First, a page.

Las Vegas - While acknowledging the severe economic downturn, Gary Shapiro, president/CEO of the Consumer Electronics Association (CEA), is optimistic yet realistic about the industry's prospects for the holiday season and beyond.
During an interview with TWICE during the annual CEA Industry Forum, held at the Four Seasons Hotel, here, in October, Shapiro discussed how the industry is faring in this turbulent economy and the effects of the credit
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Visit www.TWICE.com to see a video of the Shapiro interview.
crunch on CE. He also volunteered opinions about changes in Washington, environmental policies, how International CES may be affected by the economy and several other key issues.
Part of Shapiro's optimism is based on CEA's own CE Holiday Purchase Patterns study which predicts that industry sales will be up 3.5 percent. But Shapiro tempered his remarks by saying that current economic conditions make it "A time of great change ... We are in the middle of an ocean that is rather turbulent."
Shapiro pointed out that during tough times, "As an industry, [CE] provides tremendous value to the consumer. We've asked consumers, despite all this, if they were going to buy products [this holiday season] and they said they will buy more than last year. We have the DTV transition, which is a hard cutoff date this coming February, [that] helps gets consumers into stores."
And compared with other industries, "Consumers may not be buying that new car or that new home, but what they are doing is staying at home, getting together with their families, being entertained and connected. So we are offering a range of solutions for the consumers."
In his remarks during the CEA Fall Forum, Shapiro said that CE "was once considered a luxury, but is now considered a necessity."
That bodes well for the industry, even in tough economic times, because "it is a necessity for every kid to have a computer and every family to have access to a television. Not every product is a necessity. But it is clear that Americans consider consumer electronics an important part of their lives," Shapiro noted.
He compared the industry's wares and value to other purchases that can be made with discretionary income. "Many products are not expensive and every product is available for a few cents per every hour of usage. When you compare consumer electronics to a vacation, a hot tub or going to the movies, or any other use of your discretionary time and money, consumer electronics is always the best value."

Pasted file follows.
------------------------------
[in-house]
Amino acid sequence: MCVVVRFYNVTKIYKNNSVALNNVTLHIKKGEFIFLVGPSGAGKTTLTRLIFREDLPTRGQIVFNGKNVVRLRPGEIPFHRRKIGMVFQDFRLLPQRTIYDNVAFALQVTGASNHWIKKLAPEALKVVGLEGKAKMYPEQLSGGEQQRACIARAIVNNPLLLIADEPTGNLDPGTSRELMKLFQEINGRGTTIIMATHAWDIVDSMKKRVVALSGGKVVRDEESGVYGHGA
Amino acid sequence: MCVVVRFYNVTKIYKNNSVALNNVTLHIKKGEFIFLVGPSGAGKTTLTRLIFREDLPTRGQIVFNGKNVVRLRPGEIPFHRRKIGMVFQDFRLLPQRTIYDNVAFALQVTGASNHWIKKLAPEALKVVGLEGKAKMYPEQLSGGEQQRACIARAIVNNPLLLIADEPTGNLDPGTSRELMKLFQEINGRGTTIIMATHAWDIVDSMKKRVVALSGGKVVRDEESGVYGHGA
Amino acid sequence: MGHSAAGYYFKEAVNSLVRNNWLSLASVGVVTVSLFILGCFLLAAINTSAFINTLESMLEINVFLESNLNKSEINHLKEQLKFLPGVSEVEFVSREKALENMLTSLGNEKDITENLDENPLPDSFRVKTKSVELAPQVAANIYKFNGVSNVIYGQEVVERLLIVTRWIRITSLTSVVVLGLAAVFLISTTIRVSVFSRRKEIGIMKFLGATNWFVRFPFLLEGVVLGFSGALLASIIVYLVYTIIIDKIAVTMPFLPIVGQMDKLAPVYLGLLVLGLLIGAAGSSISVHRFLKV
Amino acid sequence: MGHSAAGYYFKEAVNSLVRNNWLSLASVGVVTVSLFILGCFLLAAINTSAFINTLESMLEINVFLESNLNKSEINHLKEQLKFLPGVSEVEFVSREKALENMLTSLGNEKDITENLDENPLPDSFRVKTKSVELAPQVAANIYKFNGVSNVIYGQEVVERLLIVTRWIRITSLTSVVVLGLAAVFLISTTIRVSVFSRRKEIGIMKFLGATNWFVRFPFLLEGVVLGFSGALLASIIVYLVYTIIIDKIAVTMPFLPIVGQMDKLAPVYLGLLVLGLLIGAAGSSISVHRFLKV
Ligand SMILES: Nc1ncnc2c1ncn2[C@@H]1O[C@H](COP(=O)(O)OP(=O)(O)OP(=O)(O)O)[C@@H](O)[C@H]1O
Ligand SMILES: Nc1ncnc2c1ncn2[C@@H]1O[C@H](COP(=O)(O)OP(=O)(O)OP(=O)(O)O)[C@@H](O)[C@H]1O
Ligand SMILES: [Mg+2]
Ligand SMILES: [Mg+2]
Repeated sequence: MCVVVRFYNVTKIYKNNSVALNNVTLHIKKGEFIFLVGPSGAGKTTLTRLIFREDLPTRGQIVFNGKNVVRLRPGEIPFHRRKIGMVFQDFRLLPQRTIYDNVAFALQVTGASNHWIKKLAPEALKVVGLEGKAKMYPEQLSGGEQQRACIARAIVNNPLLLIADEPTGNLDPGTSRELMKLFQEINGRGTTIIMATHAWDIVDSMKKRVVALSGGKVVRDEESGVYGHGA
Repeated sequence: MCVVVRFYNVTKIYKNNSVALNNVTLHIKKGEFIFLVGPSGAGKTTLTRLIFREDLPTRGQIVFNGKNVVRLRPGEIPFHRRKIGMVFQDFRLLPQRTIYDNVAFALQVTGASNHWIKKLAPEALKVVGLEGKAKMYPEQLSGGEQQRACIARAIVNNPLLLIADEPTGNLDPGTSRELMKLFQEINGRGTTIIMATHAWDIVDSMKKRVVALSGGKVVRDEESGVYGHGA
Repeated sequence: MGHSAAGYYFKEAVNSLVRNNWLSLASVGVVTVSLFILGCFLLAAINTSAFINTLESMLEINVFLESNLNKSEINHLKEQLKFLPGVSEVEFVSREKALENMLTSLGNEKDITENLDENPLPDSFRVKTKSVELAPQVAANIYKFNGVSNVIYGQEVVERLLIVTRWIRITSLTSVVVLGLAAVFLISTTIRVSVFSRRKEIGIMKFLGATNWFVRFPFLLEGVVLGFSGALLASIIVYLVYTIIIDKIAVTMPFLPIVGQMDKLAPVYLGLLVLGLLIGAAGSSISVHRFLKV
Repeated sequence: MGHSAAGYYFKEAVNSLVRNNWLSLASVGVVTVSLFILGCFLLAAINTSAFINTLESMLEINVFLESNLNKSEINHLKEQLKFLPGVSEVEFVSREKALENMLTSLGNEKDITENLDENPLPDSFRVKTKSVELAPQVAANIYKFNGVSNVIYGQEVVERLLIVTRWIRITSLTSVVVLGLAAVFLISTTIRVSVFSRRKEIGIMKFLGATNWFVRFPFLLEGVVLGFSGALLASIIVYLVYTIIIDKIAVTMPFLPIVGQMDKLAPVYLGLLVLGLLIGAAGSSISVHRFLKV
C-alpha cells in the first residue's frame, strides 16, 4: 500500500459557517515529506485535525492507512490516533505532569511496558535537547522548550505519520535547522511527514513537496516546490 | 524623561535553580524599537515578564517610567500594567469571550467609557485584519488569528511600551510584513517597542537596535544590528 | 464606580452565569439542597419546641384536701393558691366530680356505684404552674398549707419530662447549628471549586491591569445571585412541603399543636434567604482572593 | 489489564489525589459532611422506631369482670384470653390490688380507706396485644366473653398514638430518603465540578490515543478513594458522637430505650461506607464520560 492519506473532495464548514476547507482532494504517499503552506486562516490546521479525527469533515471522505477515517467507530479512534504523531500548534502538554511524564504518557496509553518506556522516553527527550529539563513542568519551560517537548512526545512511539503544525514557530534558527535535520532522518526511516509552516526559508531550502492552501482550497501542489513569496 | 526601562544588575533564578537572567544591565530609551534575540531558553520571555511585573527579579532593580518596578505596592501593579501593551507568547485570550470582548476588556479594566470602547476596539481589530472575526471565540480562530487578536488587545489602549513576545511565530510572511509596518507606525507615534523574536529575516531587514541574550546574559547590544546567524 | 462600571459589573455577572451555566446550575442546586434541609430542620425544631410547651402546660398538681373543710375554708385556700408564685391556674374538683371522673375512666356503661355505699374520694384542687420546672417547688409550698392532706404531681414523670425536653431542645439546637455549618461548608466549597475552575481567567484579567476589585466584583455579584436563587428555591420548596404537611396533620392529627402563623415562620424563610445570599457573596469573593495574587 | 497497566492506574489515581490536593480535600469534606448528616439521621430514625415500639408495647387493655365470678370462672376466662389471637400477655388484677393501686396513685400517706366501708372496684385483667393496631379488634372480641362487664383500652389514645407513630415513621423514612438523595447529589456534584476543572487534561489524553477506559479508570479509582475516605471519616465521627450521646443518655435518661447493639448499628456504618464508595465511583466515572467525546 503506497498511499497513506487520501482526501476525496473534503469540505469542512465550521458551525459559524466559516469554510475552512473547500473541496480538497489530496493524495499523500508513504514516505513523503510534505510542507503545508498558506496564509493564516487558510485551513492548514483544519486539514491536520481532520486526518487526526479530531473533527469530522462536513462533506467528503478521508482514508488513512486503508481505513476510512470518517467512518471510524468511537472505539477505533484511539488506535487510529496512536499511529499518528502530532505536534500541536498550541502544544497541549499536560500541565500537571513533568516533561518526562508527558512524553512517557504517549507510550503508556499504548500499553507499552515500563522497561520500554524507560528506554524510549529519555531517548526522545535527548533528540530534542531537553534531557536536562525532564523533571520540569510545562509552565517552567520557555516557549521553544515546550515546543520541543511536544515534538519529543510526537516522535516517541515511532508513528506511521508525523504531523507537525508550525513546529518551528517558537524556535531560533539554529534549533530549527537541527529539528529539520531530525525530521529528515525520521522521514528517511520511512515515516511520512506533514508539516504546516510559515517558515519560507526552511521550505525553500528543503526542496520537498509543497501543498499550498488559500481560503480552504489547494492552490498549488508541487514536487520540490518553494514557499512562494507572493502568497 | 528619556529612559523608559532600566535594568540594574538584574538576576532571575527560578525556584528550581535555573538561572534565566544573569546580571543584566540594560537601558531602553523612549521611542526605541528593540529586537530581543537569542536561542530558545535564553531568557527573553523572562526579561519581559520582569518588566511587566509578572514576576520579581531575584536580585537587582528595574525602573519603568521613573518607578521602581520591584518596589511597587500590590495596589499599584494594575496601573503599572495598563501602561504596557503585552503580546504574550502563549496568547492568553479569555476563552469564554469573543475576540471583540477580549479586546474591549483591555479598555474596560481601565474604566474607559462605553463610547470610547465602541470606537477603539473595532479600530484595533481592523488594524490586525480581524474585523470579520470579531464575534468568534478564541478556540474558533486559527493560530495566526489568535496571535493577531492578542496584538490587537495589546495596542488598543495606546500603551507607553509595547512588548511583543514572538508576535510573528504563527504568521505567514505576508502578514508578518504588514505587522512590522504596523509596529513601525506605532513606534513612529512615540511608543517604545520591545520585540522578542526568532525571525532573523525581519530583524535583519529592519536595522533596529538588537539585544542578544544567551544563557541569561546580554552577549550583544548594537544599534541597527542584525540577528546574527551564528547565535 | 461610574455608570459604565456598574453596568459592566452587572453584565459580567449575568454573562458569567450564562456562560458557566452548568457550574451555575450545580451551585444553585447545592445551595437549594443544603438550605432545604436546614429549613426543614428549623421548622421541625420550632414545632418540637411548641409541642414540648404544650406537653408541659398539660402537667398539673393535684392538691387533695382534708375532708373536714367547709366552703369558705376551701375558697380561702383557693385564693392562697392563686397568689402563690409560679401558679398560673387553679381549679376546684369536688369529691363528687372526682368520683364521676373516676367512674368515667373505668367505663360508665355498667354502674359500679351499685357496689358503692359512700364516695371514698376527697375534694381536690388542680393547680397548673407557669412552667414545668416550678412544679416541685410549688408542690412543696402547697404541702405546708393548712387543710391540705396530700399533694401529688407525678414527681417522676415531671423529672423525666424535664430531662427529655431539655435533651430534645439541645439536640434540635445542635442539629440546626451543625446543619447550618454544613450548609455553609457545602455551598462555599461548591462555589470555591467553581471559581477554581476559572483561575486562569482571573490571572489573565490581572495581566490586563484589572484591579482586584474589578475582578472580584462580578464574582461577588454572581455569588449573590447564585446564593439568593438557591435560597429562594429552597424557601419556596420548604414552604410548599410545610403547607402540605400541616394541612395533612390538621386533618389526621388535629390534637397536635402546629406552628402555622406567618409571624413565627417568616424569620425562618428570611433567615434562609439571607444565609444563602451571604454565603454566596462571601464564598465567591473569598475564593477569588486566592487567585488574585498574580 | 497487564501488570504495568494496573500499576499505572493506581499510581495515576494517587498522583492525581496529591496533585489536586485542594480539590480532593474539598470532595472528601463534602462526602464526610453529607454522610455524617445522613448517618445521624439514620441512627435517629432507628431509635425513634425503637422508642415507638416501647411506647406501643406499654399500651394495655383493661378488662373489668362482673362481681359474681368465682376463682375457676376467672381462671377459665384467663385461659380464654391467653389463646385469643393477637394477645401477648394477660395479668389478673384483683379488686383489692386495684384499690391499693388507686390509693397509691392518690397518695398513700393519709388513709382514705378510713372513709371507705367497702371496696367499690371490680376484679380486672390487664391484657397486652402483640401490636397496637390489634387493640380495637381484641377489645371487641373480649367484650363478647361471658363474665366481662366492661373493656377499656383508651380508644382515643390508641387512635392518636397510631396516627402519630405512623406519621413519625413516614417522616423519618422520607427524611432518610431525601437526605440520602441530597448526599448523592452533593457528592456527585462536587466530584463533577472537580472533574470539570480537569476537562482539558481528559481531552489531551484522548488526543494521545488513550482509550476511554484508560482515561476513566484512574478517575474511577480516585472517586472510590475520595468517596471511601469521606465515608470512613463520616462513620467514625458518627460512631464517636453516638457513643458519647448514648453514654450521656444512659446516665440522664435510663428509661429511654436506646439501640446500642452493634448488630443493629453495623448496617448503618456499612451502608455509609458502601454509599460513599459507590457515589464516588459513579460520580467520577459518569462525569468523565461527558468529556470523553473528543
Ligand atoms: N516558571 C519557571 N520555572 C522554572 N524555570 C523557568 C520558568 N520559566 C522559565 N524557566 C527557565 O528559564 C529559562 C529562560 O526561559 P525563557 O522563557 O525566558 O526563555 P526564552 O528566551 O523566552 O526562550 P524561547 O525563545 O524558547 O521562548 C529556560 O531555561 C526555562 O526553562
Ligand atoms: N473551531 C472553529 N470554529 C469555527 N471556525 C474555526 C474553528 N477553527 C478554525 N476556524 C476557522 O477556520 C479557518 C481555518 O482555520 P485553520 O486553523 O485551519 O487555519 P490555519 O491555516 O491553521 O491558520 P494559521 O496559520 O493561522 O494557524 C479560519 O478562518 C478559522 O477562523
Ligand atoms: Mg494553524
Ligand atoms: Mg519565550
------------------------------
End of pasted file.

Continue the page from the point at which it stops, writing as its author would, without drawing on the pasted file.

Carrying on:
When asked on how the sagging economy may affect International CES attendance in January, Shapiro said, "I guess the advantage of being paranoid is that these are things we have been talking about for 10 years now."
What he meant is that CEA, producer of the show, expanded its potential pool of attendees in recent years from retailers to international attendees, the media and "as a show where related industries get together — content, cable, broadcasters, the music industry. [CES] has become a 'must attend' event for many industries."
Shapiro candidly noted that for the past couple of years, "we consciously cut down on the number of people we wanted at the show by around 10,000. We are comfortable with 130,000 to 140,000 attendees. We hit 150,000 five years ago and there were too many people."
He said that today there are more hotel rooms here but prices "are a little steep" for some, "but have been coming down. Our standard is that we don't want the price of a hotel room to be more expensive than it is on New Year's Eve."
While not tipping off much of some of the new wrinkles in this year's show prior to CEA's Nov. 11 press event in New York, Shapiro said, "Our challenge, our goal every year is to make every show different than the one prior. Make more reasons to come [to CES], and make it valuable for every attendee that comes here. It is an investment in money and in time, it is a hassle to fly ... so [we] try to make it great for the attendees. In these uncertain economic times it is more important than ever to meet with your partners face to face, to touch and feel the goods, and use a trade show for several individual business trips."